She admits that her lifestyle heightened the risk of contracting HIV/AIDS, as she had frequently been having unprotected sex with men. PrEP is a preventative medicine, which fights the virus if an HIV-negative person comes into contact with it through unprotected sex. “I believe PrEP has helped me greatly from getting HIV/ AIDS,” she says.
A "gamechanging" drug in the fight against HIV/AIDS reduces the risk of contracting it. Being a sex worker, Ms Kibuga, who meets several men, explains things wouldn’t have been as they are today without PrEP.
A sad story Ms Kibuga explains that challenges and misfortunes are part of the sex work life. She says some men tend to be violent or refuse to pay contrary to the agreement.
In November, 2018, Ms Kibuga met a man in Kihesa, Iringa Municipal Council. They exchanged phone numbers and agreed to meet later. Ms Kibuga says that things went well until evening when they met at a guest house in Kichangani.
It is at this time when things changed, the man refused to use protection gear as per agreement, she refused, but the man forced himself into her. She was raped! “He forced me, he threatened to hurt me in case I made noise.
He then left without giving me my money,” she explains. She adds: “I was confused and I thought the man had infected me with HIV/AIDS because there were rumours that he was a victim.
So, I went for a test after three months, but to my surprise I was tested negative.” Ms Kibuga explains that for a long time, she has been engaging in unprotected sex with various men. “I can serve up to seven men a day. She says the charges base on time or if someone is interested in unprotected sex.
“I am very thankful to Sauti Project. We have been educated on the proper way to protect ourselves and our partners,” says Ms Kibuga. She adds that travelling from one region to another is part of her business.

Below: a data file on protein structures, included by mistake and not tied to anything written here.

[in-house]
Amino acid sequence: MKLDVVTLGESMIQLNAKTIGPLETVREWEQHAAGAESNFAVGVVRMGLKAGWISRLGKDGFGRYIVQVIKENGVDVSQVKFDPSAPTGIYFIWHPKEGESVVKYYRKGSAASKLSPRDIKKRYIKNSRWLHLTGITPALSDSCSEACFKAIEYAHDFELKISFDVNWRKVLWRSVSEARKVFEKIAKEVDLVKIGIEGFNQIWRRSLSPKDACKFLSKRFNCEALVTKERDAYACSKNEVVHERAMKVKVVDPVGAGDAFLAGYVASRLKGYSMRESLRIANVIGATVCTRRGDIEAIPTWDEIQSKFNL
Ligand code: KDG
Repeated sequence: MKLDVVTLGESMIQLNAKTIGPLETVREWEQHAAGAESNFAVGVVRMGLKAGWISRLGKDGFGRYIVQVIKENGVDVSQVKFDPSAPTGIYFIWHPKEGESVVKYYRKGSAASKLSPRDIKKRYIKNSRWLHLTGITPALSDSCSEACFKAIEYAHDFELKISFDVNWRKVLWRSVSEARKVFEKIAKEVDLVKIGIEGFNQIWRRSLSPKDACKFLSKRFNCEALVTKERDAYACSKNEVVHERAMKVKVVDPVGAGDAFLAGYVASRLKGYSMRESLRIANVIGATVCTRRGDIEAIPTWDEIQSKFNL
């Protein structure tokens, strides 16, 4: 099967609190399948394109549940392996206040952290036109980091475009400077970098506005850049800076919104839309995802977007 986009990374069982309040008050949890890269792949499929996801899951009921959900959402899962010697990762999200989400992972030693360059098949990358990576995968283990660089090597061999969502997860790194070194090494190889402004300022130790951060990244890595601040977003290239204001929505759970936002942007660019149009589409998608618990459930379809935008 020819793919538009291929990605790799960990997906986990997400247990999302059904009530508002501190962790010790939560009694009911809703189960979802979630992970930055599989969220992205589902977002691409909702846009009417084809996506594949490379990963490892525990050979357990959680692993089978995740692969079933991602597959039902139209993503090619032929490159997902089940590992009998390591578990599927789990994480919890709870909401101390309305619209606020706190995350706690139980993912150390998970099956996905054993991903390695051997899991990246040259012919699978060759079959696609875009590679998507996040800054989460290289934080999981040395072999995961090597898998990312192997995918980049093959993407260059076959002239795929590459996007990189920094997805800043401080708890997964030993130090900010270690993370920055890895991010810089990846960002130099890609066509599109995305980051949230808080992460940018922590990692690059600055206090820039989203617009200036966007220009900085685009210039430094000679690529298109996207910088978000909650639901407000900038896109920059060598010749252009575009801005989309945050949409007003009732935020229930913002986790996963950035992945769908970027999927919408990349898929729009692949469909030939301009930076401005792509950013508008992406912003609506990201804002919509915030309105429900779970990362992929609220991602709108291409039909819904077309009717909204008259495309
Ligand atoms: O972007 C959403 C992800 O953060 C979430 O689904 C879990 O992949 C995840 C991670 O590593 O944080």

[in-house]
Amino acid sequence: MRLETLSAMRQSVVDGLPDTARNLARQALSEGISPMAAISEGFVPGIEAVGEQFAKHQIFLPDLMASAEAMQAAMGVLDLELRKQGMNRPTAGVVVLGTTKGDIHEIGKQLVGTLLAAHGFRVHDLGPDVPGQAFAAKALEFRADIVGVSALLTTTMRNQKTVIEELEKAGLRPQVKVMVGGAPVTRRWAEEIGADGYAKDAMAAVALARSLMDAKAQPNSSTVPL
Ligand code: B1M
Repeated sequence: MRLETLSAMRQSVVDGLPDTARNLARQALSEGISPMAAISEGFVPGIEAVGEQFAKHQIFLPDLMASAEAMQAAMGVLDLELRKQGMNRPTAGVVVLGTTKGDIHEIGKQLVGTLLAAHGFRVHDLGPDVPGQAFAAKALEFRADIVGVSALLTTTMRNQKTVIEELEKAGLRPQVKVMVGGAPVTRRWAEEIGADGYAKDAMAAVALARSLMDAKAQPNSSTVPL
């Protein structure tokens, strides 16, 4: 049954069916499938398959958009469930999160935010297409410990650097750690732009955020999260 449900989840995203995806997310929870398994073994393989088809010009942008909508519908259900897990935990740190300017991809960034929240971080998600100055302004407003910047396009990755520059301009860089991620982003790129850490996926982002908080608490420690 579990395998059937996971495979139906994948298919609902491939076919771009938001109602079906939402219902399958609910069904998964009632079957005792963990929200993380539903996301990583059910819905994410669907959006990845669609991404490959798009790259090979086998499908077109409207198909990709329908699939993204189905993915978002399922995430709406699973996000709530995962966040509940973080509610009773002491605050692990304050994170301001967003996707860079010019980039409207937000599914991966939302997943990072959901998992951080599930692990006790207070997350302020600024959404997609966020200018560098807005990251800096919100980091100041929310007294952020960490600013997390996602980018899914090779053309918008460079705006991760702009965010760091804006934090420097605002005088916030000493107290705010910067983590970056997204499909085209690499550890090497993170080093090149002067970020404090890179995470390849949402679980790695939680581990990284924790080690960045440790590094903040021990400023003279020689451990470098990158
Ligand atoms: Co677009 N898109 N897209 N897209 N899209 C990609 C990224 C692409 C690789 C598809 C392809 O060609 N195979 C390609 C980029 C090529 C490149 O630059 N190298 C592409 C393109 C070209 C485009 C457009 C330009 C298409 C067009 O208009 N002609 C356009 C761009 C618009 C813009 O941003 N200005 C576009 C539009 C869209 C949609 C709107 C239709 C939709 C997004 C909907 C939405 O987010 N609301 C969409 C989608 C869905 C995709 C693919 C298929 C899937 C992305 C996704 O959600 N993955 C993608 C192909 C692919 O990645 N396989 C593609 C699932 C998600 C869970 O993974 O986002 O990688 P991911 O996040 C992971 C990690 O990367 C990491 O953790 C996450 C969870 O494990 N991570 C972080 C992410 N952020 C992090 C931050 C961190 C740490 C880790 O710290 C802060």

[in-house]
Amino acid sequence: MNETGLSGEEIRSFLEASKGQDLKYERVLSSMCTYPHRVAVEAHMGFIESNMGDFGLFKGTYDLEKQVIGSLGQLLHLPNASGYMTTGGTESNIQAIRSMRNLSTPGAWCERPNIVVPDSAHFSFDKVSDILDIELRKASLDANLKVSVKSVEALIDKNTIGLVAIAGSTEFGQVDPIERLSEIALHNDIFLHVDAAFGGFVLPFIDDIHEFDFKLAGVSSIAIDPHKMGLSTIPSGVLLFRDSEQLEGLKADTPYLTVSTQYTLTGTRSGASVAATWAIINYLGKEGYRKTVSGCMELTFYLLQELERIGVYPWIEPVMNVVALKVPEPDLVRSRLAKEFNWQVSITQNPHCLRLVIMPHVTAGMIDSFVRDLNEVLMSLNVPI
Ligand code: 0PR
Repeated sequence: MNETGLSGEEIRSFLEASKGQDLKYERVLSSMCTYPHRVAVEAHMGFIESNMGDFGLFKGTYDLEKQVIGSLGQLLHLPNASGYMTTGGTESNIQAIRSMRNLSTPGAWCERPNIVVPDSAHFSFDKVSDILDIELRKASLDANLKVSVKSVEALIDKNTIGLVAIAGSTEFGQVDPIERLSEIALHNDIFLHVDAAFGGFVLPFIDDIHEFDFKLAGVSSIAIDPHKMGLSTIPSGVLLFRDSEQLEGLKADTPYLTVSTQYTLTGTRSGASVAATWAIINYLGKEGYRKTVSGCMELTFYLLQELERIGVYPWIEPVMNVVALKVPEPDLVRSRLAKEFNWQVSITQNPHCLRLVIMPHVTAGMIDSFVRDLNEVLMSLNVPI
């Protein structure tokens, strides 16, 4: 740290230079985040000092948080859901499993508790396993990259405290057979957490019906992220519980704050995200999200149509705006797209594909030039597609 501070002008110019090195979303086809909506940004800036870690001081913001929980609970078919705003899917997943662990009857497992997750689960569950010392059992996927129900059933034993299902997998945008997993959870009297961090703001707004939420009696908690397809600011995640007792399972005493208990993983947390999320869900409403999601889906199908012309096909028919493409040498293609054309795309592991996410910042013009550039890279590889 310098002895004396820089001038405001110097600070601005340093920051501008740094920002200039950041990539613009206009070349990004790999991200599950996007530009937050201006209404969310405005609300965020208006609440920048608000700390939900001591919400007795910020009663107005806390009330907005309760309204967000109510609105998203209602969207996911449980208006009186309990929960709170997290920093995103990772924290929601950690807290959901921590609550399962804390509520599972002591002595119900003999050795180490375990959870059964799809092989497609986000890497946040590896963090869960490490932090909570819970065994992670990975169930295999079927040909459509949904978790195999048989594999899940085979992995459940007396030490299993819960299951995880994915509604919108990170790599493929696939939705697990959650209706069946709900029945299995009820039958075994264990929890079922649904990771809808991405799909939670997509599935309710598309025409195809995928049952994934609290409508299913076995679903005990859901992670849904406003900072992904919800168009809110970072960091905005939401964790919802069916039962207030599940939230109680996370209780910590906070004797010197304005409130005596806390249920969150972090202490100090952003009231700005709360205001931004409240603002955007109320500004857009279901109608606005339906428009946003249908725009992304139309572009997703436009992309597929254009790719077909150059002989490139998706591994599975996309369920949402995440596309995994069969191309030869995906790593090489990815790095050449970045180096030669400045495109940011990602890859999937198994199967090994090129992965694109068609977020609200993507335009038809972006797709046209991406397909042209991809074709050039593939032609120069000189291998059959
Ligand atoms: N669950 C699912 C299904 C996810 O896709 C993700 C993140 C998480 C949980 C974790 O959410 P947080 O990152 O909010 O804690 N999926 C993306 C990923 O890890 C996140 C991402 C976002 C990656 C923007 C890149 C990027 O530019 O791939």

She mentions the regions she visits in search of men as Dar es Salaam, Dodoma, Morogoro and Songea.
Ms Kibuga explains that it has been easier for her to impart knowledge to her friends who are also sex workers.She says so far 10 girls and women have been informed and introduced to the service through her.
“We communicate through a WhatsApp group. We remind each other to take drugs and make a close follow-up to each other to ensure we take drugs,” she explains.
Her word to others Ms Kibuga advises both men and women to undergo HIV/ AIDS testing. She says it is better for someone to know his/her status so that he/she could take appropriate measures.
HIV/AIDS transmission cannot be eliminated if individuals do not know their HIV/ AIDS status. An HIV/AIDS test is the only way to determine if a person is living with the virus.
Once an individual knows that he/she is living with HIV/Aids, safer behaviour may be practised to reduce or eliminate the likelihood of transmission. Anyone, who practises risky behaviour is at risk of acquiring HIV/AIDS.
Risky behaviour includes having unprotected sex with multiple partners or with someone of unknown HIV status and sharing injection drug needles or equipment.
Anyone, who practises risky behaviour can contract the virus regardless of age, sex, race, income or sexual orientation. It is important that people at risk for HIV/AIDS get tested.